Surprise cars Aussies want to buy
There has been intense debate about electric cars in Australia. - but it appears the majority of the population hasn't been listening.
The latest report from Roy Morgan, based on more than 50,000 responses, reveals Australia's new car buying intentions. And it showed buyers are warming to green vehicles.
However, rather than fully electric cars, it's hybrids tweaking the public interest, with more than 10 per cent saying they were considering a petrol-electric combo for their next vehicle.
Intention to buy a fully electric car dropped to just 2.3 per cent of those surveyed.
Petrol-electric vehicles are much easier for Australian consumers to accept because they can travel long distances and can be topped up conventionally at service stations. They also use much less fuel - sometimes up to half the claimed figure of petrol equivalents.
Another positive is hybrid technology has been around for the better part of two decades - Toyota recently surpassed 100,000 hybrid sales locally - and has now become more affordable.
A hybrid version of Toyota's Corolla - the country's second best selling passenger car - costs just $1500 more than the petrol-only version.
This compares favourably to fully electric cars such as the Hyundai Kona Electric. The zero emissions version commands a premium of about $30,000 over the comparable petrol Kona.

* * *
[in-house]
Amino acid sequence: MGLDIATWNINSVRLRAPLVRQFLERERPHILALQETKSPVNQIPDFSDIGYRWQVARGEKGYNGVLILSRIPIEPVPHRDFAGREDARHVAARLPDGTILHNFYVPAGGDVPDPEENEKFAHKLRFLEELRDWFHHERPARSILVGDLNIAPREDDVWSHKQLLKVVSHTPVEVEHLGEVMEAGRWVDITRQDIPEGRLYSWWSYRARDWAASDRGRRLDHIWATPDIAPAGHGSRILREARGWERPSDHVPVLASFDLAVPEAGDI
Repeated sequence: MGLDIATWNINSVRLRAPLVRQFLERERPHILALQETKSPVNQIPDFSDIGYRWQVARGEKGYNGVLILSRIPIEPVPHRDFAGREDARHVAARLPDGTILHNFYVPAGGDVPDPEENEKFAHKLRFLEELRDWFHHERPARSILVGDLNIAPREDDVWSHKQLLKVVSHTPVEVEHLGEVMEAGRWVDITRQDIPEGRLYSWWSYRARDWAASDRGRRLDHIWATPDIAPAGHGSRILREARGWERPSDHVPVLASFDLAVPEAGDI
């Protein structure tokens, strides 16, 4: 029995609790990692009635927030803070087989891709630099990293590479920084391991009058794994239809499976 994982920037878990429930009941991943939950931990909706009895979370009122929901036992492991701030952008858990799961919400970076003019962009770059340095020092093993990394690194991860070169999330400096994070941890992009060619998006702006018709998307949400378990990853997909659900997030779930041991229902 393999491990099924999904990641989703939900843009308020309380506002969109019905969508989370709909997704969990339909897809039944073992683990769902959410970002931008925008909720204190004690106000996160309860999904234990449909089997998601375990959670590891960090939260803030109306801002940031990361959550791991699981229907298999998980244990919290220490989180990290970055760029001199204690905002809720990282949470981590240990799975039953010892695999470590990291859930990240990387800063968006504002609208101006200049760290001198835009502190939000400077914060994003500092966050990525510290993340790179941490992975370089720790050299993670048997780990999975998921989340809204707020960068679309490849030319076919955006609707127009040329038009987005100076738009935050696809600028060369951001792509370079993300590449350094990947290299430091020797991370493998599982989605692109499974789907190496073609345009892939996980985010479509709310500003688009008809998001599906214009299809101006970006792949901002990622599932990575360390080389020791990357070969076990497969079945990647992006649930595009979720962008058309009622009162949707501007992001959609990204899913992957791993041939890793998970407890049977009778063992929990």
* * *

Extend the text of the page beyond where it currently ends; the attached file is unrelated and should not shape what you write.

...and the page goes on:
The influx of hybrid models has also made the technology much more accessible thanks in large part to Toyota increasing its range of hybrids but also affordable brands such as Hyundai joining the party.
Numerous premium brands including BMW, Porsche and Volvo now sell plug-in hybrid versions that are capable of being driven on pure electric power for a short range.
However, BMW's local boss Vikram Pawah previously told News Corp Australia there is "no demand for electric vehicles in Australia".
He was referring to the BMW 5 Series plug-in hybrid, which sold at the same price as the petrol-powered 5 Series but accounted for just one in 10 sales.
Despite this outlook, sales of hybrid vehicles has risen dramatically in the last 12 months according to the Federal Chamber of Automotive Industries latest new car sales figures.
These figures show 6520 hybrids were sold in the first four months of 2019, representing a rise of 63 per cent compared to the same period last year.
These sales were achieved despite the overall new car market being down by 8 per cent.
And there is further good news for hybrid buyers with the recent introduction of the Toyota RAV4 hybrid, which the maker believes will make up at least 40 per cent of sales.
Over the next decade, many large car makers have committed to electrifying their entire ranges, either hybrid, plug-in or fully electric.
The growing interest unearthed in the Roy Morgan report isn't reflected in intending purchases - more than 60 per cent of respondents still plan to buy a petrol-only vehicle.